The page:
Thailand: The Rise and Fall of the Sufficiency Economy


In July 1997, massive capital flight from Thailand precipitated what is now known as the Asian financial crisis. Focus on the Global South was in the thick of the crisis, looking at the impacts first hand from our base in Thailand and analysing the political and economic fallout from every level and angle. Ten years on, unfinished condominiums and abandoned expressways sprouting rusty foliage from pillars of reinforced concrete scar Bangkok’s skyline, constant reminders of the crash. But these days, alongside the ruins of 1997, taller, bigger and ritzier apartment buildings are sprining up thanks to a new property boom which, like the earlier one, will most probably end in a crash. On the face of it, Thailand does not appear to have learned much in the past ten years. Or has it? In this issue of Focus on Trade, Chanida Chanyapate and Alec Bamford look at Thailand’s attempts to inject Buddhist principles into economic thinking, replacing the “smirk of capitalism” with the “serene smile of sufficiency economy”[see below]. Also in this issue, Walden Bello looks at how the key players in the crisis — the financial markets, the national governments and the international financial institutions — have fared in the past ten years [1] while CP Chandrasekhar analyses new trends in the global financial system. His conclusions are grim and worrying [2].

Mention the sufficiency economy to your average foreign businessperson in Bangkok and you will likely be met with a snigger, perhaps with the added comment that such concepts go very well with the “sufficiency democracy” promised by the draft constitution and Internal Security Act.

And, despite the Royal imprimatur, it is easy to see why homilies about “not too little, not too much” don’t play well with the Big Boys’ cut-throat capitalism.

“Annual income twenty pounds, annual expenditure nineteen nineteen and six, result happiness. Annual income twenty pounds, annual expenditure twenty pounds ought and six, result misery.”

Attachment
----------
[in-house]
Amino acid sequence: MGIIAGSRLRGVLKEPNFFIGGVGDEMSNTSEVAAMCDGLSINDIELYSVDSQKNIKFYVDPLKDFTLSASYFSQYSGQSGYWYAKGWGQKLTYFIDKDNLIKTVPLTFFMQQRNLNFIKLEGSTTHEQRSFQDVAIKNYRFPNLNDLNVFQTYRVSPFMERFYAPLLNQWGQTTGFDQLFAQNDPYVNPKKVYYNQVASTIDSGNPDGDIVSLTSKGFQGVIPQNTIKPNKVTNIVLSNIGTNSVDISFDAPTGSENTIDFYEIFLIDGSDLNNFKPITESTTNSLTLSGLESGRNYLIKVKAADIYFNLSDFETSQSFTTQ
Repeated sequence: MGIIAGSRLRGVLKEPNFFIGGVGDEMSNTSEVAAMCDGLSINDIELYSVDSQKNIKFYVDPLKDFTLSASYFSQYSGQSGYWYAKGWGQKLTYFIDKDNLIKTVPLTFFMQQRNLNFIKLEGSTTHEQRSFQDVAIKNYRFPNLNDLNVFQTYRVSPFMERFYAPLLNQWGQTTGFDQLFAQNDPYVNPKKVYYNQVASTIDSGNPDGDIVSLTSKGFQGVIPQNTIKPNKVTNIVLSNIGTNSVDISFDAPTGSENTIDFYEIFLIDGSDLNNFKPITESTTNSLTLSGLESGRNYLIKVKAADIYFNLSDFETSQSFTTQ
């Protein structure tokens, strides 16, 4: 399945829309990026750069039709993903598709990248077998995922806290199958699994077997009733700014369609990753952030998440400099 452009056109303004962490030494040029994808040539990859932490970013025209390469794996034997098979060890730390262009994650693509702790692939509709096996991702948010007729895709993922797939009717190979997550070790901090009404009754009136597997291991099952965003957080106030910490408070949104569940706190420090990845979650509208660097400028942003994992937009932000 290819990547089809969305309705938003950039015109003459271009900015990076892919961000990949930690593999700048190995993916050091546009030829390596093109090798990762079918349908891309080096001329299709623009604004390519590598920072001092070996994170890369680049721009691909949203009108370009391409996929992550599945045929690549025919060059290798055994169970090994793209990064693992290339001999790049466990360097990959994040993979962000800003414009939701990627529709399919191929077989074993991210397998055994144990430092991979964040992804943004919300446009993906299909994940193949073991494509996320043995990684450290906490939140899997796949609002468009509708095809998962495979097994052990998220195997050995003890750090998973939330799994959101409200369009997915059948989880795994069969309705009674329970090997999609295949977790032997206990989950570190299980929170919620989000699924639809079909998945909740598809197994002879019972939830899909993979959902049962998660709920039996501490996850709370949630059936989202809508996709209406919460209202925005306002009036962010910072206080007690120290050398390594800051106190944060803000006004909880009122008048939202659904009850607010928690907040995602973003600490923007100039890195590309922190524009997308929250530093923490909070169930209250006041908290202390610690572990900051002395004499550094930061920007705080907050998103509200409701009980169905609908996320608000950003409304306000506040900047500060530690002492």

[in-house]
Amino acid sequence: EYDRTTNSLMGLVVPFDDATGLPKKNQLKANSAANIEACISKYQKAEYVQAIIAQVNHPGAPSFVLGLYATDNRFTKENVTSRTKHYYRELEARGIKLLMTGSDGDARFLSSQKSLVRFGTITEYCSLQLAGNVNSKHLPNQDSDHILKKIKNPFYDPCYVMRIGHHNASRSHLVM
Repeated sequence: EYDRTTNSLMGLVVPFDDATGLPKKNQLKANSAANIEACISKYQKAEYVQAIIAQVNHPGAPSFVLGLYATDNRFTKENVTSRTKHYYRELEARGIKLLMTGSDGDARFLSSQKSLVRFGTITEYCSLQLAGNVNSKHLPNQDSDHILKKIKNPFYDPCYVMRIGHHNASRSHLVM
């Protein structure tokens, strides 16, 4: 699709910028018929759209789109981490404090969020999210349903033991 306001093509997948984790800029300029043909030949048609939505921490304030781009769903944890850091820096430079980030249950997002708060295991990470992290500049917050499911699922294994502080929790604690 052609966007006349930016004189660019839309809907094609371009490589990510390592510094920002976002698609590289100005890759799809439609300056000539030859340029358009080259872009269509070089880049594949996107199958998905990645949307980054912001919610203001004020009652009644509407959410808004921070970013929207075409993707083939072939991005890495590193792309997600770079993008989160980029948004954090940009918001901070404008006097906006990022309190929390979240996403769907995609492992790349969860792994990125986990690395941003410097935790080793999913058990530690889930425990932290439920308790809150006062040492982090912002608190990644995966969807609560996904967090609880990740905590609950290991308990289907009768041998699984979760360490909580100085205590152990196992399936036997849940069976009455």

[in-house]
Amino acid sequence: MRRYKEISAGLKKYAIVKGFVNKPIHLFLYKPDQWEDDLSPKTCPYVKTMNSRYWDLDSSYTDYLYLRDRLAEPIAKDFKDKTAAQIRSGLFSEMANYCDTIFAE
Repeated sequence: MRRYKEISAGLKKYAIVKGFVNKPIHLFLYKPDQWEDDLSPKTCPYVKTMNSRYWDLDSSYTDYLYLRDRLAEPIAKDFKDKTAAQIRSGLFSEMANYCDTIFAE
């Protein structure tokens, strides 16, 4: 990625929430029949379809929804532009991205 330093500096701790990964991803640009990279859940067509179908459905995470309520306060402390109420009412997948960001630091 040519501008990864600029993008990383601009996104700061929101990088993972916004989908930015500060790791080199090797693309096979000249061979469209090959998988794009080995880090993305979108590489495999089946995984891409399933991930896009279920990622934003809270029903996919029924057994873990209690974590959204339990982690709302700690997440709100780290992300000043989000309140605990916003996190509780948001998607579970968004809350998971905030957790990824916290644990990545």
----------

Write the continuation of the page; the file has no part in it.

That quotation sounds like the sufficiency economy. It is in fact Mr Micawber in Chapter 12 of Dicken’s David Copperfield. [3] And Wilkins Micawber is one of the great buffoon characters of English literature.

So is the sufficiency economy just a well-intentioned piece of piety with no relevance to the real world?

To say yes, would be to ignore two important facts.

First, although most people know of the sufficiency economy as some kind of oracular ex cathedra pronouncement by HM the King in the aftermath of Thailand’s 1997 economic collapse, it is not a piece of conjectural theorizing. Certainly a Birthday Speech from the Throne, consisting of an unscripted monologue by an eminence so respected that his word can barely be questioned, may well be understood by different audiences in different ways and the debates on the topic have led to various, and contradictory, conclusions.

But HM the King arrived at the sufficiency economy from years of observation of grassroot development projects. The sufficiency economy is a fact on the ground. There are individuals, and communities, and networks, who have for some years now thrived from the practice of the sufficiency economy. [4] And importantly, they thrived through the 1997 economic crisis when many Bangkok businesses went to the wall.

Secondly, the sufficiency economy has a philosophical, theoretical and moral foundation in the principles of Buddhism. An exposition of Buddhist economics is beyond this paper, but let us merely state that many analysts are coming to the conclusion that unlimited growth, unbridled consumerism, and the acceptance of greed as a driving force in the economy are a threat not just to the economic system itself, but to the survival of the planet. And the Buddhist teachings are very clear, and persuasive, on things like greed.